Two of the games most exciting young stars, Iga Swiatek and Naomi Osaka, line up for the Miami Open presented by Itaú final on Saturday at the start of what promises to become a fine rivalry.
For now, I'm just taking it easy, and I know, just by playing well and, actually, showing good sportsmanship on court, the work is going to be done itself, because we are basically mostly watched when we are playing, you know? Iga Świątek
In their only prior meeting, Osaka, now a former World No 1 and 4-time Grand Slam champion, edged Swiatek, then an 18-year-old qualifier, in the 3rd round of the Rogers Cup in Toronto in 2019, in what proved to be a surprisingly difficult match, 7-6(4) 6-4, against a player ranked No 65 in the world..
“I remember playing Iga in Toronto, when she was first coming up and my immediate thought was, ‘Wow, this girl is really athletic’. Osaka said. “She’s sliding all around the place.
“I think it’s really amazing to see how far she’s come. She’s just so motivated.
“I know, when I won Indian Wells I was just really dead, and then they made me play Serena in the first round [in Miami]. I was, like, ‘Whoa, dude!’
“It’s just incredible to see she’s still in this tournament, and still fighting, and she’s going to be No 1 soon. It’s really cool. I think the WTA is definitely doing its thing.”
These days, Osaka’s ranking has dropped to 77 due to her absences off the tour last year because of mental health issues, but she has since sought help, and is making a statement come-back in Miami as the lowest-ranked and second unseeded woman to reach the final of this 37-year-old tournament, her first since winning the Australian Open in 2019.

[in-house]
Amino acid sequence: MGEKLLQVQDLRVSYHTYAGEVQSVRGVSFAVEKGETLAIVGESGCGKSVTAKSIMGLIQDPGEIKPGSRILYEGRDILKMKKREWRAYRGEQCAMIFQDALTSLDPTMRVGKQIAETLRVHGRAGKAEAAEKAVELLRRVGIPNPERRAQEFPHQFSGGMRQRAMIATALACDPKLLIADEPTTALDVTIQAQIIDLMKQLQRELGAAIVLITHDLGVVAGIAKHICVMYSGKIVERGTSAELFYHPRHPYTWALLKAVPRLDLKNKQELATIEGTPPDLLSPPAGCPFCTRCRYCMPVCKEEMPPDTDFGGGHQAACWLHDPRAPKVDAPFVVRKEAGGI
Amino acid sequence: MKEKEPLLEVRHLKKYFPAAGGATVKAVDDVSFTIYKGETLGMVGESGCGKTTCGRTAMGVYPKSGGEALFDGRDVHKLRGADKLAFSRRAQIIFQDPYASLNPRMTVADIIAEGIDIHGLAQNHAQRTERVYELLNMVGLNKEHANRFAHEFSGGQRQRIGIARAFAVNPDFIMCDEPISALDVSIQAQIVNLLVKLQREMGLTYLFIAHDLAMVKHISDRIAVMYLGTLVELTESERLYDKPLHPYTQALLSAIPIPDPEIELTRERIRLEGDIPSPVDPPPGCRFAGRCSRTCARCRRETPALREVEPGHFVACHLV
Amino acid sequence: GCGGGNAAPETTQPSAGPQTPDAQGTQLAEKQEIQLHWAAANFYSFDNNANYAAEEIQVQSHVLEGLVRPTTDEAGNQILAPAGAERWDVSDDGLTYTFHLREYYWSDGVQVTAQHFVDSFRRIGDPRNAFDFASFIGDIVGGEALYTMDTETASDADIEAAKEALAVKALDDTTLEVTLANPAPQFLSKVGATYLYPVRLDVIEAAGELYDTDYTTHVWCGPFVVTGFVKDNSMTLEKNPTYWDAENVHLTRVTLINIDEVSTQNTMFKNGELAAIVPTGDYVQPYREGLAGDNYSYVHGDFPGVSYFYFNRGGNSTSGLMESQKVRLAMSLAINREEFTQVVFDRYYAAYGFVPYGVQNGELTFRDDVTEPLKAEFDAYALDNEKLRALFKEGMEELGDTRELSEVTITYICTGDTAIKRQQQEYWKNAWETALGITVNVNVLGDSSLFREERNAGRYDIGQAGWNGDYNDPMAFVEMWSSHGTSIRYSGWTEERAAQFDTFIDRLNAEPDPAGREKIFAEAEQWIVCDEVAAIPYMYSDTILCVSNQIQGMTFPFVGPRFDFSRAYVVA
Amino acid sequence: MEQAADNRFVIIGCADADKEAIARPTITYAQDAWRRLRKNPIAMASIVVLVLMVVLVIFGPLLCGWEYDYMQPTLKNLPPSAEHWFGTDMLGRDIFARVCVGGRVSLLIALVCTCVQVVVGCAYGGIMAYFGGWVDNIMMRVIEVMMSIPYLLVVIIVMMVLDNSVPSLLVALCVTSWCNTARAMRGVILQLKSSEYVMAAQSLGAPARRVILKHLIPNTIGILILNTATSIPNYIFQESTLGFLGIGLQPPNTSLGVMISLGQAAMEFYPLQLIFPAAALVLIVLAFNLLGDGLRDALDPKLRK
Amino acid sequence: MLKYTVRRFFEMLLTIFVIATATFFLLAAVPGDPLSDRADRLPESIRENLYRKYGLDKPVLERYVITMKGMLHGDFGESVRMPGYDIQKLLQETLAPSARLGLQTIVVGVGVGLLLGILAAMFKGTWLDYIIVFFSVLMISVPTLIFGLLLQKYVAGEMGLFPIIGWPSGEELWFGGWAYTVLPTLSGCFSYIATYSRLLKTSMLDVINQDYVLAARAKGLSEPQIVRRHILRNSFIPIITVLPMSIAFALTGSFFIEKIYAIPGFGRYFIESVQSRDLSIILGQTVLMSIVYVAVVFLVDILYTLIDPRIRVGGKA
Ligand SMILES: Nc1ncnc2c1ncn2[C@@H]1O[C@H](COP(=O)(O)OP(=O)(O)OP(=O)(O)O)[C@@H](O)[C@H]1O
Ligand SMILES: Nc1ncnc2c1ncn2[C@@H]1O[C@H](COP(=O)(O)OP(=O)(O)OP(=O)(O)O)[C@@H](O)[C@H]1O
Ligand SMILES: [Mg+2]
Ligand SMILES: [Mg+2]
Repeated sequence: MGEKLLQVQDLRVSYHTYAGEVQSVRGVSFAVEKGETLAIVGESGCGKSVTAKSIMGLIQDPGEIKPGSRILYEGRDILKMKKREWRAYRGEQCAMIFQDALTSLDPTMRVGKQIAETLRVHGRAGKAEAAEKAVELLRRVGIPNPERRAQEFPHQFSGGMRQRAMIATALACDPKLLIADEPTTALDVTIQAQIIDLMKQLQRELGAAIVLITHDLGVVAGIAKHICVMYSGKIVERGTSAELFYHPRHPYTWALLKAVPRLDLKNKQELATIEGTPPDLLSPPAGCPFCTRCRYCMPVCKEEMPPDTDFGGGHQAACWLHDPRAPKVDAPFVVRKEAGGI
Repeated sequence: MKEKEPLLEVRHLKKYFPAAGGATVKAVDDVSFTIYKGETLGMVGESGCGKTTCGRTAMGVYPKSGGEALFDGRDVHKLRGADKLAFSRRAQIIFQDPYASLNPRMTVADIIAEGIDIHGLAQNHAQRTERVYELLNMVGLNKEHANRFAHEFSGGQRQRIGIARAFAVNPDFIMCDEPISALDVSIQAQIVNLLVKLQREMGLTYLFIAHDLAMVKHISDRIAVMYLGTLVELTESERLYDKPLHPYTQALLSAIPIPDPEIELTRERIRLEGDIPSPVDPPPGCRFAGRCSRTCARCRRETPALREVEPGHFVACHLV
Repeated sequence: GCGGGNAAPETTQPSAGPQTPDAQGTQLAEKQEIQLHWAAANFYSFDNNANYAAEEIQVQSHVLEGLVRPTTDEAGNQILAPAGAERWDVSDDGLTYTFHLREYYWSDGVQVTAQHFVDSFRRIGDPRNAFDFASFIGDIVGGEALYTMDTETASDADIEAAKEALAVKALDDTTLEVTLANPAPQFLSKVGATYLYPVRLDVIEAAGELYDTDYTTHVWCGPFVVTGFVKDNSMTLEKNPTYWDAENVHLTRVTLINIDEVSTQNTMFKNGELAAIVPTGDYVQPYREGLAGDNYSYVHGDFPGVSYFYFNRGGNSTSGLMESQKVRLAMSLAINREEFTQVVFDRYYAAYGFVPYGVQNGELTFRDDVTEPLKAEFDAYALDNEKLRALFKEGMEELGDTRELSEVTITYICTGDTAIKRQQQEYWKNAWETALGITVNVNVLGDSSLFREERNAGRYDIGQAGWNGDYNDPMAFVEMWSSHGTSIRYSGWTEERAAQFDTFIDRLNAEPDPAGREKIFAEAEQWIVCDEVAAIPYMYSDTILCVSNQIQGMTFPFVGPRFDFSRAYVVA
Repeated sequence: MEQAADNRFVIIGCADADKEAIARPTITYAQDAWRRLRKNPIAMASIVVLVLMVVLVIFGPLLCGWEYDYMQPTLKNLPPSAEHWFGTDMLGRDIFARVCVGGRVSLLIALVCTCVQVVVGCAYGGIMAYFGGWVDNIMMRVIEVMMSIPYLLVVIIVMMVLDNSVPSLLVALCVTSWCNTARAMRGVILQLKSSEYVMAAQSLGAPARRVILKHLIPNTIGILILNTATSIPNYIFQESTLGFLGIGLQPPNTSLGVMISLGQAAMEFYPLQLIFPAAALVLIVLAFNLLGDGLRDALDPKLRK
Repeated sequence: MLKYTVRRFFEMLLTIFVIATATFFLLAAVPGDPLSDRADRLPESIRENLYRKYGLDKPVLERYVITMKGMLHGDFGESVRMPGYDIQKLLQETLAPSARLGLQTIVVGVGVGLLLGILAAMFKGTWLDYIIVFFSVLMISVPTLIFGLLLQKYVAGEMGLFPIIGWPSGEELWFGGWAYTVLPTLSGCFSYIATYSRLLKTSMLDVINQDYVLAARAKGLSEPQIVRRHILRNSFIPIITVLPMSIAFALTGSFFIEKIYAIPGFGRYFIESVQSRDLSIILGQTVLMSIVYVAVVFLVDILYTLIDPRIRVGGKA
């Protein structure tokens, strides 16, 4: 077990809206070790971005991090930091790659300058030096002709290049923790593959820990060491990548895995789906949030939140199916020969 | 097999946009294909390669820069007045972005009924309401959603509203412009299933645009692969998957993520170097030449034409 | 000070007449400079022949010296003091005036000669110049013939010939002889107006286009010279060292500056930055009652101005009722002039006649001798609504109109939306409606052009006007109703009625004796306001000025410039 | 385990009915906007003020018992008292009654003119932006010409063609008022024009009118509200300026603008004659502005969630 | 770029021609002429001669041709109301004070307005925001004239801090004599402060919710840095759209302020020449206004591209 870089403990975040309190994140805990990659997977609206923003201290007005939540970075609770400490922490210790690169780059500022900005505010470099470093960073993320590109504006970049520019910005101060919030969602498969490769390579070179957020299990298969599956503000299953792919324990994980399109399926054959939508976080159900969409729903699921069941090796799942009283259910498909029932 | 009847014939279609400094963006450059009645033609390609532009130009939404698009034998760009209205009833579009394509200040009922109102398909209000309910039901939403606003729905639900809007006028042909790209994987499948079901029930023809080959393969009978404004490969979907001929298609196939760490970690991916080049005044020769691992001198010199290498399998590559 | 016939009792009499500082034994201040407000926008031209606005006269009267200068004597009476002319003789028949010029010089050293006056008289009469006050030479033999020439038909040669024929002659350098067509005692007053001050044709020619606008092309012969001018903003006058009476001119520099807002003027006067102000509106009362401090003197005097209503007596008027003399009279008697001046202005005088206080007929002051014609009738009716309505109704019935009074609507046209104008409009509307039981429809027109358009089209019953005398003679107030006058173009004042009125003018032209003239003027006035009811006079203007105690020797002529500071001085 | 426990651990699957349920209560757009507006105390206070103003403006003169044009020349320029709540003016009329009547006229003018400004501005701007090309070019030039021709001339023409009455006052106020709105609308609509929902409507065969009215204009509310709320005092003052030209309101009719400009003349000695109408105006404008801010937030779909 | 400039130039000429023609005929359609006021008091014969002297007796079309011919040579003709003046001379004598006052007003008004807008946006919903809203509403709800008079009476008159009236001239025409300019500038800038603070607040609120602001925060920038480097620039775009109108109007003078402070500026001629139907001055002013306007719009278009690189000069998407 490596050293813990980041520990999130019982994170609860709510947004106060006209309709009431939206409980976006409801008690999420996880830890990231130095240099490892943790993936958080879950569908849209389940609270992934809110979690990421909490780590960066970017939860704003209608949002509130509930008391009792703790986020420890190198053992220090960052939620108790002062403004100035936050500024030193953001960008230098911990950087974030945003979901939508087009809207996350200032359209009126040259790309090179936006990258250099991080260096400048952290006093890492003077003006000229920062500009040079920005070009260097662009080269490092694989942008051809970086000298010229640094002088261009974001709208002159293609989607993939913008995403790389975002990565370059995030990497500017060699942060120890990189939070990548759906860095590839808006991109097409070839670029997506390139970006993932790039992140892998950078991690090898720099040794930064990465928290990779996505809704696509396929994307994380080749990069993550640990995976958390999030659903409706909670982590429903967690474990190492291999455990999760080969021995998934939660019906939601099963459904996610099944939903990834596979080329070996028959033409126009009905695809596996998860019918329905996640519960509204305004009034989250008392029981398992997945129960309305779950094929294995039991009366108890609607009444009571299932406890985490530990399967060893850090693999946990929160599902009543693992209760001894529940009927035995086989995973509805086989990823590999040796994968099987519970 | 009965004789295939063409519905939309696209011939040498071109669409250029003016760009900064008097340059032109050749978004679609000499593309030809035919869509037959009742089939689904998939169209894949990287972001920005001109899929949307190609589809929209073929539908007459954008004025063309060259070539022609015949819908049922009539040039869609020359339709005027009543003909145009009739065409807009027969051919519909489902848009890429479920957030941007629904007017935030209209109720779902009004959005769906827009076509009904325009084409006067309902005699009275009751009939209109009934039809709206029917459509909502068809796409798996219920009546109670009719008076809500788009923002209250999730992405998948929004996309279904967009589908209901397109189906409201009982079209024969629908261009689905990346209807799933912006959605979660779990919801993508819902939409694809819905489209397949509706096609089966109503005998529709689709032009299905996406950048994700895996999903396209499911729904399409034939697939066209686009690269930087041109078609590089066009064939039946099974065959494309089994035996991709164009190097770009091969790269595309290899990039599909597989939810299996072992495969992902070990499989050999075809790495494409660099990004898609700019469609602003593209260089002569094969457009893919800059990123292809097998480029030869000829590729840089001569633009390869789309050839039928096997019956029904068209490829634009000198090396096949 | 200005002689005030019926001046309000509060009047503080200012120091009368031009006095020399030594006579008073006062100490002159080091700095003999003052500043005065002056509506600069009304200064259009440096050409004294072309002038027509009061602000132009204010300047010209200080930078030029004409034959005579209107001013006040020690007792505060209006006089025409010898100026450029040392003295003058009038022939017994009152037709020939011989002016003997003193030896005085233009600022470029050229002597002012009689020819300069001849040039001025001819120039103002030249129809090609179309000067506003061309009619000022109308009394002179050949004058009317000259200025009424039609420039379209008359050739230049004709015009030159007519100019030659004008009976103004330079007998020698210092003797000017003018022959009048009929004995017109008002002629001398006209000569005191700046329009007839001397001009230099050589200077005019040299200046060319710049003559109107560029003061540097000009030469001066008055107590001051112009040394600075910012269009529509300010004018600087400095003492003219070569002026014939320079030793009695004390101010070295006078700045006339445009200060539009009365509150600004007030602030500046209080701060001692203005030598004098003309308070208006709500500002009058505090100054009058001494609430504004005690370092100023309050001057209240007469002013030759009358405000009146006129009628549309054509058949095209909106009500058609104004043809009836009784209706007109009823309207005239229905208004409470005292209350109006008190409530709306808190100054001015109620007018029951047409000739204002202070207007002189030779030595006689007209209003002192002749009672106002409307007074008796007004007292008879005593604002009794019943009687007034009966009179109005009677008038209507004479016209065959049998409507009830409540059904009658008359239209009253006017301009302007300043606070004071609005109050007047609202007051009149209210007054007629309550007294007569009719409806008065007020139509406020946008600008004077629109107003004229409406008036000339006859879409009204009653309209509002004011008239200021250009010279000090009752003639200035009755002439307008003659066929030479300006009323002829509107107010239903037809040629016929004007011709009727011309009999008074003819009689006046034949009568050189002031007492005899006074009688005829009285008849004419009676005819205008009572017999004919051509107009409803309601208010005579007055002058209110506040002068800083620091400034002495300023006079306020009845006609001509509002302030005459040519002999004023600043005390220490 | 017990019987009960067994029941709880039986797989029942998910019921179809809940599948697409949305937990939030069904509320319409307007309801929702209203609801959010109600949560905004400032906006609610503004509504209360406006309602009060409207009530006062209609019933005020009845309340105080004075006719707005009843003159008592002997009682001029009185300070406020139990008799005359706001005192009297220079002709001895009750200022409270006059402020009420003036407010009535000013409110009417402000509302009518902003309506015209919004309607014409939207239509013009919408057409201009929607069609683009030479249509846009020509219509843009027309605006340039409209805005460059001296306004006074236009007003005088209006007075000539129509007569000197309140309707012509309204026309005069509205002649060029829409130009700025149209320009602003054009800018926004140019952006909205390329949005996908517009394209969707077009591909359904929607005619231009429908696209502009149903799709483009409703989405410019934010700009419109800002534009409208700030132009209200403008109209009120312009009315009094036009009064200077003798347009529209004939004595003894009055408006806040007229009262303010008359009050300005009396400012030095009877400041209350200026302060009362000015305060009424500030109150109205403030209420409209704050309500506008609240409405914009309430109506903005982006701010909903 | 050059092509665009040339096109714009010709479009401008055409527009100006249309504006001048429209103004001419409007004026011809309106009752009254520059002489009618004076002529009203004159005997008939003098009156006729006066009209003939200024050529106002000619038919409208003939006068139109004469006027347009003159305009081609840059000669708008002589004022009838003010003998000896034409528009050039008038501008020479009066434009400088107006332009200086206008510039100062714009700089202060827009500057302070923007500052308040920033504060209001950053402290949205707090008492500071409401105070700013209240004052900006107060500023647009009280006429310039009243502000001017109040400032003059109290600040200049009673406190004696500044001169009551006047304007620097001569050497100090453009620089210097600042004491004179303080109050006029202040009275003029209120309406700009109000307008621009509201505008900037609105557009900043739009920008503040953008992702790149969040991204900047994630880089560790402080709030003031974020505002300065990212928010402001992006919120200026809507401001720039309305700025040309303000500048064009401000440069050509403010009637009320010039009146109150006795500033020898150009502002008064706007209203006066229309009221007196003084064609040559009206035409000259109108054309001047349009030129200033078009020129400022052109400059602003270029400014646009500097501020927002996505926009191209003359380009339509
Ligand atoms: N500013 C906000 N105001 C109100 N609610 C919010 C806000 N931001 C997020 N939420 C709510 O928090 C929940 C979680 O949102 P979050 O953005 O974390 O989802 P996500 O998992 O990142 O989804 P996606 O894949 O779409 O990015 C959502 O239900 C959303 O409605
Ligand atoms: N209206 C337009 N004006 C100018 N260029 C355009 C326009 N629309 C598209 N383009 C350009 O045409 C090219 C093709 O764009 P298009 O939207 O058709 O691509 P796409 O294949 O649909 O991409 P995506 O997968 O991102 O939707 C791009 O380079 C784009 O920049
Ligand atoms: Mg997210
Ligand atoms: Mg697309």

The Japanese wept for joy following her come-back 4-6 6-3 6-4 win over Bencic, the No 22 seed here, just 2 weeks after an emotionally-fragile Osaka cried on court after being heckled by a fan during her 2nd-round loss at Indian Wells.
Swiatek, 4 years younger than Osaka at the age of 20, has since risen to the World No 1 spot, which she will take over from the now retired Ash Barty on Monday.
The Pole is riding the crest of a wave that has seen her win consecutive WTA 1000 titles in Doha and Indian Wells, while she is also the tour leader in matches won this season, 25, with just 3 losses.